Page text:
Some Sugar Land residents are saying that Johnson Development came into this deal knowing a general plan was already in existence for the Imperial redevelopment project. “I say, keep the original plan with no changes,” states Diana Miller on a website she owns that protests the project. Miller, by the way, is running for city council against the incumbent District 1 Councilmember Don Smith, who has also expressed concerns about down scaling the number of multi-family units. “I will work to achieve a workable solution,” he said to the District 1 residents in a communication. “The site should be attractive and pleasant, plus spur economic growth for the north side commonly referred as Old Sugar Land,” said Smithers. Both Miller and Smithers live in the district where the project is proposed and Miller’s house is located back-to-back with the project.
While the review process for the project is in its early stages, it is no doubt in community input mode. A meeting held this Monday evening at Sugar Land’s Community Center turned out close to 300 residents, mostly from Sugar Mill. Johnson Development was reported to be a no show.
Miller tells the "Star" that the meeting was actually organized by Sugar Mill resident Alice Hillman who had concerns about the project. “She contacted Don Smithers after the initial Johnson Development meeting of Feb. 17,” said Miller. What followed were meeting arrangements modified by Miller, who requested a larger room at the community center to accommodate the resident crowd that was expected. She said she paid for the room since that was still pending, and did it because the residents were expecting to attend a meeting that both Smithers and Mary Von Tunglen were to have sent invitations to the community about attending. Miller said the meeting information, however, did not make it to the city’s website.
Doug Goff of Johnson Development told the "Star" that he understood that the meeting was initiated by Councilmember Smithers for the purpose of getting community feedback on issues related to the district, including the Imperial project. “We were invited just like everybody else and decided not to attend,” said Goff. He also said “we felt like we didn’t want to be a distraction to him (Smithers) and did not want to interfere with his election campaign,” adding that the program was not about us, but about the overall district.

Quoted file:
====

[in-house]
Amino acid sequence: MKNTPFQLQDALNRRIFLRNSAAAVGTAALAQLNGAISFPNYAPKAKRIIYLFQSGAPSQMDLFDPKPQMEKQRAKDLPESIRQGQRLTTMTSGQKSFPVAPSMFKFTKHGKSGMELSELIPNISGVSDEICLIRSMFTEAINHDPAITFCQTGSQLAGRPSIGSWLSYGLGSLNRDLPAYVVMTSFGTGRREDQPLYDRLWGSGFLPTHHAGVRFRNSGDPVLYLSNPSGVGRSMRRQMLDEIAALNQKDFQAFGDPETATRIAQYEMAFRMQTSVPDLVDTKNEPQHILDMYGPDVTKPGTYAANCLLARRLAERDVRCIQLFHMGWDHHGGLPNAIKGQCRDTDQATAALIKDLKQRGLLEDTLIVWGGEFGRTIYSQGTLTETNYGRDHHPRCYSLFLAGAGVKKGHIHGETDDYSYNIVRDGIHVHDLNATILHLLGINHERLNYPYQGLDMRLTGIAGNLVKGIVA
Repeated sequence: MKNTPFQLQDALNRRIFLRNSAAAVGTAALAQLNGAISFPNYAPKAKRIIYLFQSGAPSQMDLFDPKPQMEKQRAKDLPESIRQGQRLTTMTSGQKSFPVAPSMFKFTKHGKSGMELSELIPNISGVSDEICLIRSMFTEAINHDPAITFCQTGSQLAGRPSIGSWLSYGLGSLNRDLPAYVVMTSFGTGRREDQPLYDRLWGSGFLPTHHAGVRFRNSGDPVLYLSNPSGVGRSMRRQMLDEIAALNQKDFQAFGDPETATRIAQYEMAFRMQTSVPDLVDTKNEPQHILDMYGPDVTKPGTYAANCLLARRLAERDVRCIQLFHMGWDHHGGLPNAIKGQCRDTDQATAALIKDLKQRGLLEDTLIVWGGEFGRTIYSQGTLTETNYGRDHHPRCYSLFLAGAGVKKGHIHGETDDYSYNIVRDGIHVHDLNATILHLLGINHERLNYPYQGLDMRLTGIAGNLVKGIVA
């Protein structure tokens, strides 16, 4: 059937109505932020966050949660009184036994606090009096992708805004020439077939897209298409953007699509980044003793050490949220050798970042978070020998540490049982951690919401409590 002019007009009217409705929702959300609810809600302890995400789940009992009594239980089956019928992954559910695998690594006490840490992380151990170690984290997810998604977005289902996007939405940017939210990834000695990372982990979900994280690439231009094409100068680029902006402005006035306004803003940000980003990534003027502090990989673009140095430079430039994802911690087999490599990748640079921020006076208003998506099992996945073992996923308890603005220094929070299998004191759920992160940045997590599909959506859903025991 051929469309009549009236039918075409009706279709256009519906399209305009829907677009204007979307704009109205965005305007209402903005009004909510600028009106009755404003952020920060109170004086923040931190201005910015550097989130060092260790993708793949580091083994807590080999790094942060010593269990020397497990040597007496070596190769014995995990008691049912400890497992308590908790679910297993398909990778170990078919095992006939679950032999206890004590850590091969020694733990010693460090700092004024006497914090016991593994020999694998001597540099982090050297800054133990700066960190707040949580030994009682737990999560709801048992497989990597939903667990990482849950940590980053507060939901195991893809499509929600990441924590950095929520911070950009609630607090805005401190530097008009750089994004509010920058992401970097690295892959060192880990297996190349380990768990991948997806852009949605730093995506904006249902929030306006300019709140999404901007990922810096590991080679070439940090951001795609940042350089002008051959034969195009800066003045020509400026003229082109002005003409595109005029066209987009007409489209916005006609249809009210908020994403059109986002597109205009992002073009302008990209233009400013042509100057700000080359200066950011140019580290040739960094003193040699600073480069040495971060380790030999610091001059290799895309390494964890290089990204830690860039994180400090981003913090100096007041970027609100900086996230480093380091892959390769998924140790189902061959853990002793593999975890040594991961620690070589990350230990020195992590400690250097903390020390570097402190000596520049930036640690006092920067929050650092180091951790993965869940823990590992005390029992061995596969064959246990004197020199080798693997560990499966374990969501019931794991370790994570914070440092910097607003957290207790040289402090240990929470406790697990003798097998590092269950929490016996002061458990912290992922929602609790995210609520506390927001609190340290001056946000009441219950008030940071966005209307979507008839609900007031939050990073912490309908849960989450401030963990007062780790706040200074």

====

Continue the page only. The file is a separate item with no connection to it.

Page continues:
In the meantime, Goff says there are plans for meeting with all the community leaders “with our revised plan that has changed.”
Miller said that at the meeting she kept hearing about how the property could end up sitting there and decline. “We are not saying Johnson should not be there,” but she says the residents want a hold on the proposed number of apartments that were approved in the 2007 plan. “We’re not anti development,” she adds, but says the concerned residents do not want the increased housing density.
There’s a rally planned on the steps of city hall for Tues., April 5, when the city council meets next. Imperial project protestors intend to be there with signs wearing their t-shirts. Among the areas of concern about the project is the potential of overcrowded schools, congested traffic, increasing crime, also whether there may be an adverse impact on property values, and this feedback is primarily for the part of the project with the multi-housing residential component.
The project proposed by Johnson Development and who was hired by Cherokee in 2009, had a Planned Development zoning application submitted to the city that showed an estimated 1,600 multi-family residential units, considerably more than the 494 initially proposed several years ago. The plan, however, also includes other more extensive components in the 700-acre property, such as the minor league stadium and related parking, which was not in the original layout.
All in all, Miller says, “Sugar Land should not be for sale to the highest bidder, particularly at the expense of the existing residents and our quality of life.”
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